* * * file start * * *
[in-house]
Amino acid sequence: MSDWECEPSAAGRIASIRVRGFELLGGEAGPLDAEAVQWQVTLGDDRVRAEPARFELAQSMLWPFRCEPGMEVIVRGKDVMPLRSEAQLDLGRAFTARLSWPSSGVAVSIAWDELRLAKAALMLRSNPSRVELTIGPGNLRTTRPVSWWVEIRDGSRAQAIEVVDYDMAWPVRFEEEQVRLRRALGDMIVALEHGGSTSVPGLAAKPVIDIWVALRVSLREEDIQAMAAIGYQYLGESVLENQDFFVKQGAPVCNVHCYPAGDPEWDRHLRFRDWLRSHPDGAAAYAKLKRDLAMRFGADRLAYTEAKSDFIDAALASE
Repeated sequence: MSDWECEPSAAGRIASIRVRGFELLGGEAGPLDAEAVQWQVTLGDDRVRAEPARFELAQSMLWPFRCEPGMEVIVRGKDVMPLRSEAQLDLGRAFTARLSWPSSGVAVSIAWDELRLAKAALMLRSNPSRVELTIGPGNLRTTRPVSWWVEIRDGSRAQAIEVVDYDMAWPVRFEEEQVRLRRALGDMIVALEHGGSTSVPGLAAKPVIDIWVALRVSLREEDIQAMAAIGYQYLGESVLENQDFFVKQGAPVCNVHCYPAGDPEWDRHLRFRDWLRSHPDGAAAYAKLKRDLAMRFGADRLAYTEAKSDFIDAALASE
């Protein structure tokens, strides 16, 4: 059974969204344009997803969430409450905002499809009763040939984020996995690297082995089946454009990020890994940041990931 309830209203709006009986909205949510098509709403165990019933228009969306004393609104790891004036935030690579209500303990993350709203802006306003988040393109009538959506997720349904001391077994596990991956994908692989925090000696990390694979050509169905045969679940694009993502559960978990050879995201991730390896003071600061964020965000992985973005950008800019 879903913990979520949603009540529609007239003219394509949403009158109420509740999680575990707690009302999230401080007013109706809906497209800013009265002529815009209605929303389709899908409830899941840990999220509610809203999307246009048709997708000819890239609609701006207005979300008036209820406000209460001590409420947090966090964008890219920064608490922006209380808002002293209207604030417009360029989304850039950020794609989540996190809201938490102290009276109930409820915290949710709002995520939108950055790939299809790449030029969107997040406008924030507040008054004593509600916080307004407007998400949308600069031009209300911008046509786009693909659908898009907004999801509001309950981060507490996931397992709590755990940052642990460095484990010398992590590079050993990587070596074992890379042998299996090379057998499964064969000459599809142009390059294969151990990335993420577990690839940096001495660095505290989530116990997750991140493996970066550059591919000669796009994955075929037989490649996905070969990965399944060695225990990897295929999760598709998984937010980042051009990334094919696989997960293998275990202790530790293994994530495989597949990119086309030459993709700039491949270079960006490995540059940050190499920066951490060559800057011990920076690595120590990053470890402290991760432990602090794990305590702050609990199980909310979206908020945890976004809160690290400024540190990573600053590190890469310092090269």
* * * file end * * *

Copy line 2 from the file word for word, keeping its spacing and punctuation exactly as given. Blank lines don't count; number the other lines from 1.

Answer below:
Amino acid sequence: MSDWECEPSAAGRIASIRVRGFELLGGEAGPLDAEAVQWQVTLGDDRVRAEPARFELAQSMLWPFRCEPGMEVIVRGKDVMPLRSEAQLDLGRAFTARLSWPSSGVAVSIAWDELRLAKAALMLRSNPSRVELTIGPGNLRTTRPVSWWVEIRDGSRAQAIEVVDYDMAWPVRFEEEQVRLRRALGDMIVALEHGGSTSVPGLAAKPVIDIWVALRVSLREEDIQAMAAIGYQYLGESVLENQDFFVKQGAPVCNVHCYPAGDPEWDRHLRFRDWLRSHPDGAAAYAKLKRDLAMRFGADRLAYTEAKSDFIDAALASE